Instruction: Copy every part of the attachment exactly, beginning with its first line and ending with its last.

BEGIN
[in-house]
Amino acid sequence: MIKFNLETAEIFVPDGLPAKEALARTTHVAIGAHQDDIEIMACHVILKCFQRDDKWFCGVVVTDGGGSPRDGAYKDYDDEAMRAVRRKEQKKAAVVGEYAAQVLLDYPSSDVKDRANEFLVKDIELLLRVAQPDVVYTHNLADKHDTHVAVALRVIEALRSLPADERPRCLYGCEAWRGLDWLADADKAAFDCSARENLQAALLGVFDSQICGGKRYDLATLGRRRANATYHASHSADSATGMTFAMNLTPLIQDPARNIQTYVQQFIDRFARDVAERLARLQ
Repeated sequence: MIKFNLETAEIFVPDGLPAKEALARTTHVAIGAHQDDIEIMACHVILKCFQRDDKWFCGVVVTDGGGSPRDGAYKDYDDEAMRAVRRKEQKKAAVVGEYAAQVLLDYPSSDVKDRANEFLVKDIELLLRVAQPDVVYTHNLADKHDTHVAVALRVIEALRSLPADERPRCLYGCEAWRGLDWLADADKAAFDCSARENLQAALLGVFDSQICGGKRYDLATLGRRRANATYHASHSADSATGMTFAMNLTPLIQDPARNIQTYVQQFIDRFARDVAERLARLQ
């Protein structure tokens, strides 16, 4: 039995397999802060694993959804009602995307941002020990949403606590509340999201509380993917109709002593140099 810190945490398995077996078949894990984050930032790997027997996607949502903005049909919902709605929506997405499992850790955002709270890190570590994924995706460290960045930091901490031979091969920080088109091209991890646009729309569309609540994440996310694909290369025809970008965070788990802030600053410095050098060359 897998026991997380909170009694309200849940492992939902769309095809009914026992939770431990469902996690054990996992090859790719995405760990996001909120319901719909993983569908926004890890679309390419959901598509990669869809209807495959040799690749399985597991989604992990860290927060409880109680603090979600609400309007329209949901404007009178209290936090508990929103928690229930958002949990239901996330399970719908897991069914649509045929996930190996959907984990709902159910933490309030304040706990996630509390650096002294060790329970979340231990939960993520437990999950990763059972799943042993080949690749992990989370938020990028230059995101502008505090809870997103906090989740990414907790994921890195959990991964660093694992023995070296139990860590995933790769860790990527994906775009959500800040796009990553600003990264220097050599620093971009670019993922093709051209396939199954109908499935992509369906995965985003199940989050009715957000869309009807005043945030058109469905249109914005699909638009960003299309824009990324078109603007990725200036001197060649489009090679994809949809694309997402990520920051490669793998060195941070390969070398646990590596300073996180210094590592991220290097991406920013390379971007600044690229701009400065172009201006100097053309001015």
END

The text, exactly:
[in-house]
Amino acid sequence: MIKFNLETAEIFVPDGLPAKEALARTTHVAIGAHQDDIEIMACHVILKCFQRDDKWFCGVVVTDGGGSPRDGAYKDYDDEAMRAVRRKEQKKAAVVGEYAAQVLLDYPSSDVKDRANEFLVKDIELLLRVAQPDVVYTHNLADKHDTHVAVALRVIEALRSLPADERPRCLYGCEAWRGLDWLADADKAAFDCSARENLQAALLGVFDSQICGGKRYDLATLGRRRANATYHASHSADSATGMTFAMNLTPLIQDPARNIQTYVQQFIDRFARDVAERLARLQ
Repeated sequence: MIKFNLETAEIFVPDGLPAKEALARTTHVAIGAHQDDIEIMACHVILKCFQRDDKWFCGVVVTDGGGSPRDGAYKDYDDEAMRAVRRKEQKKAAVVGEYAAQVLLDYPSSDVKDRANEFLVKDIELLLRVAQPDVVYTHNLADKHDTHVAVALRVIEALRSLPADERPRCLYGCEAWRGLDWLADADKAAFDCSARENLQAALLGVFDSQICGGKRYDLATLGRRRANATYHASHSADSATGMTFAMNLTPLIQDPARNIQTYVQQFIDRFARDVAERLARLQ
């Protein structure tokens, strides 16, 4: 039995397999802060694993959804009602995307941002020990949403606590509340999201509380993917109709002593140099 810190945490398995077996078949894990984050930032790997027997996607949502903005049909919902709605929506997405499992850790955002709270890190570590994924995706460290960045930091901490031979091969920080088109091209991890646009729309569309609540994440996310694909290369025809970008965070788990802030600053410095050098060359 897998026991997380909170009694309200849940492992939902769309095809009914026992939770431990469902996690054990996992090859790719995405760990996001909120319901719909993983569908926004890890679309390419959901598509990669869809209807495959040799690749399985597991989604992990860290927060409880109680603090979600609400309007329209949901404007009178209290936090508990929103928690229930958002949990239901996330399970719908897991069914649509045929996930190996959907984990709902159910933490309030304040706990996630509390650096002294060790329970979340231990939960993520437990999950990763059972799943042993080949690749992990989370938020990028230059995101502008505090809870997103906090989740990414907790994921890195959990991964660093694992023995070296139990860590995933790769860790990527994906775009959500800040796009990553600003990264220097050599620093971009670019993922093709051209396939199954109908499935992509369906995965985003199940989050009715957000869309009807005043945030058109469905249109914005699909638009960003299309824009990324078109603007990725200036001197060649489009090679994809949809694309997402990520920051490669793998060195941070390969070398646990590596300073996180210094590592991220290097991406920013390379971007600044690229701009400065172009201006100097053309001015």